Federal student aid could be on the chopping block if H.R. 1 passes in the Senate.
On Feb.19, the United States House of Representatives passed H.R. 1 – a bill that would drastically reduce federal student aid and research funding for colleges across the country.
The bill, which still has to go through the Senate, contains massive cuts to many educational grant and aid programs.
If the bill passes, the Federal Pell Grant program, the Federal Supplemental Educational Opportunity Grant program and Leveraging Educational Assistance Partnership program are among the cuts in student aid that will take the biggest hits.
According to section 1831 of the bill, the Pell Grant maximum will be put at $4,015, compared to $5,550 in last year’s budget – an $845 reduction.
The bill also eliminates all funding for the FSEOG and LEAP programs in next year’s budget, according to the National Association of Independent Colleges and Universities.
“The cutback on these [financial] awards now is a real setback for low-income and middle-income students, especially in public higher education,” said Dr. William Cutler, a professor in the College of Education. “Not having these grants at the levels that Congress extended them to a couple years ago is a problem.”
Cutler added that these grants have never been big enough to offset the cost of college, but they have become necessary to drive down some higher education expenses.
Temple could be affected more than other schools as a result of these cuts, Cutler said.
“What differentiates Temple from [University of Pennsylvania], is that Penn has all kinds of endowment money [and] private scholarship money that it can use to help its applicants pay for their bills,” Cutler added. “Temple doesn’t have that.”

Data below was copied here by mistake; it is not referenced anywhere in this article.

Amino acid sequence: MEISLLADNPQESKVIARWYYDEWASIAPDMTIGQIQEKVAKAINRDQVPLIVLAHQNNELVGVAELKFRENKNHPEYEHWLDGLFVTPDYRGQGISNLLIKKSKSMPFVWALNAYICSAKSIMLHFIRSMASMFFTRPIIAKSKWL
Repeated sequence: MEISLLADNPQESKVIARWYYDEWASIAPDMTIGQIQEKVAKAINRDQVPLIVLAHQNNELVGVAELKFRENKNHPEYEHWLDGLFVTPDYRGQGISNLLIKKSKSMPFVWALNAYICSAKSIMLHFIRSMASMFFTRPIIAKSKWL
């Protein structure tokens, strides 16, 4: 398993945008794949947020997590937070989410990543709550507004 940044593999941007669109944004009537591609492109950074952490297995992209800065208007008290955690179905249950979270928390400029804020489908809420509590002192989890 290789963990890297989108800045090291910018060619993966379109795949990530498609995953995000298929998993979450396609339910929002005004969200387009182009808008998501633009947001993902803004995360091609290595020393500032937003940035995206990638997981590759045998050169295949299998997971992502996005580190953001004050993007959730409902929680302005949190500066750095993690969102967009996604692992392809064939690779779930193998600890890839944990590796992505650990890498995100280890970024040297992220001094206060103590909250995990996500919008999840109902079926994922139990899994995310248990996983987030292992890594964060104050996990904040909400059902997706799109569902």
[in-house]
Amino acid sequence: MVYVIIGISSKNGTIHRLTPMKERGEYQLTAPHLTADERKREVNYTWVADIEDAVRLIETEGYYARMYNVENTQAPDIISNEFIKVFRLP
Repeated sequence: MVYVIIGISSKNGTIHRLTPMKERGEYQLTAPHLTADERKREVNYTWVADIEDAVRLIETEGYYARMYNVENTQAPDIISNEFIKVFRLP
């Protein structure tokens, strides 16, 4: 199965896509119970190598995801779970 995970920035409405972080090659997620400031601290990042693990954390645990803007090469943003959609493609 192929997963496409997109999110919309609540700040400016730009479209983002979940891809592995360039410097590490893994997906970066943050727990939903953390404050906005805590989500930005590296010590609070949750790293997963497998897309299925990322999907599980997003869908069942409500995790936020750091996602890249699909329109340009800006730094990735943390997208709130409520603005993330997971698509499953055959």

Cutler also said more students would be likely to take out more loans and seek independent aid with the cuts, which could result in more debt for students after college.
The other aspect of higher education that could experience a budget cut is research funding.
As a result of losing federal funding for research, Gary Mucciaroni, a professor of political science, said colleges and universities “can’t go ahead with their research.”
On the same note, Cutler said colleges and universities claim to do three things: teach, service and research. As a result of such cuts, there could be an increased emphasis on teaching instead of research.
“One of the consequences of less research funding could be increased teaching loads or increased class sizes,” Cutler added. “In other words, an increased emphasis from research to teaching. I think undergraduate students would be the poorer for that because research-active faculty bring the latest in their disciplines to the classroom, and that benefits students.”
“It sounds like education is being targeted for more cuts than other big parts of the budget like social security, Medicare, Medicaid and defense,” Mucciaroni said.
Mucciaroni added that education is discretionary spending, which is more easily cut compared to Medicare and social security, which are entitlements and require lawmakers to actually change the law in order to cut or change them.
He added that entitlements and other big parts of the budget have major corporations and lobbyists behind them, whereas education does not because many students are not politically involved.
“It’s not fair at all,” said Patrick Brier, a senior history major who receives grant money. “My friends and a lot of people rely on [grants] greatly, and without them, many people obviously wouldn’t be able [to] receive an education.”
“Cuts that the House of Representatives make may not end up being the actual cuts that come to fruition,” Mucciaroni said. “Republicans campaigned in the last election on cutting the budget severely, so they are going to be more draconian in their cuts. Whether those cuts or whatever part of them survives, [in] the Senate and the president remains to be [approved], and that’s what we’ll see in the coming months.”
Mucciaroni added this is not close to the end of the budget process in Congress, but only the “opening round in the budget battle.”
Sean Carlin can be reached at email@example.com.